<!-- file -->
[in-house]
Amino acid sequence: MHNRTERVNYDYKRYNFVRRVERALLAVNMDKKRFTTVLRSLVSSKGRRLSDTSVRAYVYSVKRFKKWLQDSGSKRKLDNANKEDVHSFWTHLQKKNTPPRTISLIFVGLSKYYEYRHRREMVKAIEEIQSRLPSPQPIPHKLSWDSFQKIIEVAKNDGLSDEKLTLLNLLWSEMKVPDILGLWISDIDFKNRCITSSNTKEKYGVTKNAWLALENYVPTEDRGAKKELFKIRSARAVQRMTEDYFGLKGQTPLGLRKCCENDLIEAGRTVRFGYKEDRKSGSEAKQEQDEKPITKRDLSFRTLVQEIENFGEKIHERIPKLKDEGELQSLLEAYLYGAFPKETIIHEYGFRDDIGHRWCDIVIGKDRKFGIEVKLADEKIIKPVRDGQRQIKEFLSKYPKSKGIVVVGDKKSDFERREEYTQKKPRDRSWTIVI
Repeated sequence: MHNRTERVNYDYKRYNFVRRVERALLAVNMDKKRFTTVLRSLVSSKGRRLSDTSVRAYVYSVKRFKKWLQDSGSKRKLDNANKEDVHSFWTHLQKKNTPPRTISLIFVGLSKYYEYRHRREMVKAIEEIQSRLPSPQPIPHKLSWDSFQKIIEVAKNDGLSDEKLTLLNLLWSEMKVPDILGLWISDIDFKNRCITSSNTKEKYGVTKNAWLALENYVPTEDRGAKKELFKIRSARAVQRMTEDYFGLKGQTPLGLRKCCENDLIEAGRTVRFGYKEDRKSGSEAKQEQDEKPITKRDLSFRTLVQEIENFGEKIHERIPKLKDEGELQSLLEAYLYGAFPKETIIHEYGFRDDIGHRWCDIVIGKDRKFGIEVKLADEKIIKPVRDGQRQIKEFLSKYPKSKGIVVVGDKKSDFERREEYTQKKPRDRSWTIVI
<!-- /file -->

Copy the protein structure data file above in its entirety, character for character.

[in-house]
Amino acid sequence: MHNRTERVNYDYKRYNFVRRVERALLAVNMDKKRFTTVLRSLVSSKGRRLSDTSVRAYVYSVKRFKKWLQDSGSKRKLDNANKEDVHSFWTHLQKKNTPPRTISLIFVGLSKYYEYRHRREMVKAIEEIQSRLPSPQPIPHKLSWDSFQKIIEVAKNDGLSDEKLTLLNLLWSEMKVPDILGLWISDIDFKNRCITSSNTKEKYGVTKNAWLALENYVPTEDRGAKKELFKIRSARAVQRMTEDYFGLKGQTPLGLRKCCENDLIEAGRTVRFGYKEDRKSGSEAKQEQDEKPITKRDLSFRTLVQEIENFGEKIHERIPKLKDEGELQSLLEAYLYGAFPKETIIHEYGFRDDIGHRWCDIVIGKDRKFGIEVKLADEKIIKPVRDGQRQIKEFLSKYPKSKGIVVVGDKKSDFERREEYTQKKPRDRSWTIVI
Repeated sequence: MHNRTERVNYDYKRYNFVRRVERALLAVNMDKKRFTTVLRSLVSSKGRRLSDTSVRAYVYSVKRFKKWLQDSGSKRKLDNANKEDVHSFWTHLQKKNTPPRTISLIFVGLSKYYEYRHRREMVKAIEEIQSRLPSPQPIPHKLSWDSFQKIIEVAKNDGLSDEKLTLLNLLWSEMKVPDILGLWISDIDFKNRCITSSNTKEKYGVTKNAWLALENYVPTEDRGAKKELFKIRSARAVQRMTEDYFGLKGQTPLGLRKCCENDLIEAGRTVRFGYKEDRKSGSEAKQEQDEKPITKRDLSFRTLVQEIENFGEKIHERIPKLKDEGELQSLLEAYLYGAFPKETIIHEYGFRDDIGHRWCDIVIGKDRKFGIEVKLADEKIIKPVRDGQRQIKEFLSKYPKSKGIVVVGDKKSDFERREEYTQKKPRDRSWTIVI